‘Time, Gentlemen Please’ is a painting whose deepest strata lead far back to Kokoschka's earliest youth. The archetypical characteristic of ostracization reminds one of the painted clay bust ‘Self Portrait as Warrior’ (1908), of the blood-covered Christ figure in ‘Pieta’ (1909) and of the pitiless self-exposure in the poster for ‘Der Sturm’, made in 1910. The homeless wanderer of the ‘Bach Cantata’ treads before our inner eye and we recognise in the distortion of the proportions and their effect of intensifying the figure of the ageless old man also the painter of the self-portrait ‘The Painter II’ (1923–4) and the sad, lost desires of the man bearing Kokoschka's features, who surreptitiously approaches his ‘Slave’ . Time is suspended in a continuity which does not merely denote forward movement, but one that finds in finality beginnings, because they suddenly give a ‘face’ to those phenomena sunk deep in the recesses of consciousness.
Winkler (ibid., p.48) referred to a passage from Kokoschka's speech given at the opening of the Rembrandt exhibition in 1956, in the Westerkerk, Amsterdam. Winkler suggests that Kokoschka's story of his confrontation with Rembrandt's late self-portrait in the National Gallery, London, just before the outbreak of the second World War, related in Kokoschka's speech, can be compared to his later confrontation with the ageing process and his acceptance of mortality in T04876. Kokoschka said:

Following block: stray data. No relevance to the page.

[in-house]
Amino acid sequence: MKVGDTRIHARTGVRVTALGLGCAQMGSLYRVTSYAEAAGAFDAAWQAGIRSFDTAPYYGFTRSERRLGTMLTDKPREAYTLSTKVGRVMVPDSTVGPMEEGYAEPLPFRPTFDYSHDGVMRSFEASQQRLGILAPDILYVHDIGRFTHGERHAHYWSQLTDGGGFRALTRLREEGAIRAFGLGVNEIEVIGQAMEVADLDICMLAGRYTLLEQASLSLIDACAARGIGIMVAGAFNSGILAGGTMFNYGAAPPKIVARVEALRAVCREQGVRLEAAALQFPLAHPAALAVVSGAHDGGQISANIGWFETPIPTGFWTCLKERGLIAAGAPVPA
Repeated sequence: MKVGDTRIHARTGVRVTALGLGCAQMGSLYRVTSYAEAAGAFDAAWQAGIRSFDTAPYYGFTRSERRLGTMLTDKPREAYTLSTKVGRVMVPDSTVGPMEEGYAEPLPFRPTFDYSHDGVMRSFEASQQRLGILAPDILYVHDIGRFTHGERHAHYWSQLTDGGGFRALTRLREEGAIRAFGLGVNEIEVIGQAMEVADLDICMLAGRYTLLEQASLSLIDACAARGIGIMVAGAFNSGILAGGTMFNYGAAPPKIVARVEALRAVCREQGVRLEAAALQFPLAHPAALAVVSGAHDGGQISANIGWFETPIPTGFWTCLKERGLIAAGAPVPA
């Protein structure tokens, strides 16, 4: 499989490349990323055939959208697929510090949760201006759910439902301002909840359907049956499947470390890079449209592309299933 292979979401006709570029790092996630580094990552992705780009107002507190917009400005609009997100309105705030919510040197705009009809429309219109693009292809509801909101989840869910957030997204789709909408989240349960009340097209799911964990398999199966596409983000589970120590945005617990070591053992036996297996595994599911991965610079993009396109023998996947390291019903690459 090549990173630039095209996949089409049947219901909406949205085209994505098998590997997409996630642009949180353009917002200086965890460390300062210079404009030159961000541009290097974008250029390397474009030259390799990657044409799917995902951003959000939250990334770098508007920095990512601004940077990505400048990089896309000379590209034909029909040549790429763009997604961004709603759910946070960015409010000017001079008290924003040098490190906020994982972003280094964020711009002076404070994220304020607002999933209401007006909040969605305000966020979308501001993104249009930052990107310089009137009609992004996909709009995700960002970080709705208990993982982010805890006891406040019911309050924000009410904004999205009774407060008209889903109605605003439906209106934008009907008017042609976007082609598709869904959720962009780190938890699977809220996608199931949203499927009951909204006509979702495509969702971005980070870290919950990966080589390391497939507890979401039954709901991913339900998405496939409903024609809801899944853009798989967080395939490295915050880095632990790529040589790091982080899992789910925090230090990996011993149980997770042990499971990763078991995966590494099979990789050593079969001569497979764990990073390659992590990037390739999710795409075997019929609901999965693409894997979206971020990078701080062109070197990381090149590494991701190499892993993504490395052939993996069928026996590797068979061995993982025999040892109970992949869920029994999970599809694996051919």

I went to the National Gallery and looked around, as one does, when one is tired and dispirited. I suddenly saw a portrait, one of his [Rembrandt's] last portraits. I looked first as a painter looks; I see the form, I see the brushwork, I see depth and then I see that this curious man dared - he was sick, he had dropsy, his eye is red, his skin betrays traces of death - this genius dared to paint all this with such perfection, with such detachment, that I was suddenly startled. How is it possible, that one can stare death in the face; in oneself! And that was the great message for me. I was suddenly healed. When an artist is capable of looking truth straight in the face, so that he is able to grasp the transience of life and in spite of this give it form and in spite of this make the eternal invisible in the visible form, then he has done more than words can describe.
(Oskar Kokoschka, Aufsätze: Vorträge.
Essays zur Kunst, Hamburg 1975, p.111)
In his autobiography ‘My Life’ (1971, p.210), Kokoschka returned to this theme:
How firmly he [Rembrandt] studies in the mirror the end of his own life! The artist's spiritual objectivity, and his ability to draw up a balance-sheet of his own life and give it pictorial form, convey themselves powerfully to the beholder. To look at one's own physical decay, to see oneself as a living being in the process of changing into a carcass, goes far beyond the revolutionary Goya's Plucked Turkey, a dead bird in a still-life. For there is a difference, after all between being involved, oneself, and seeing it happen to another. A human spirit is about to be extinguished, and the painter records what he sees.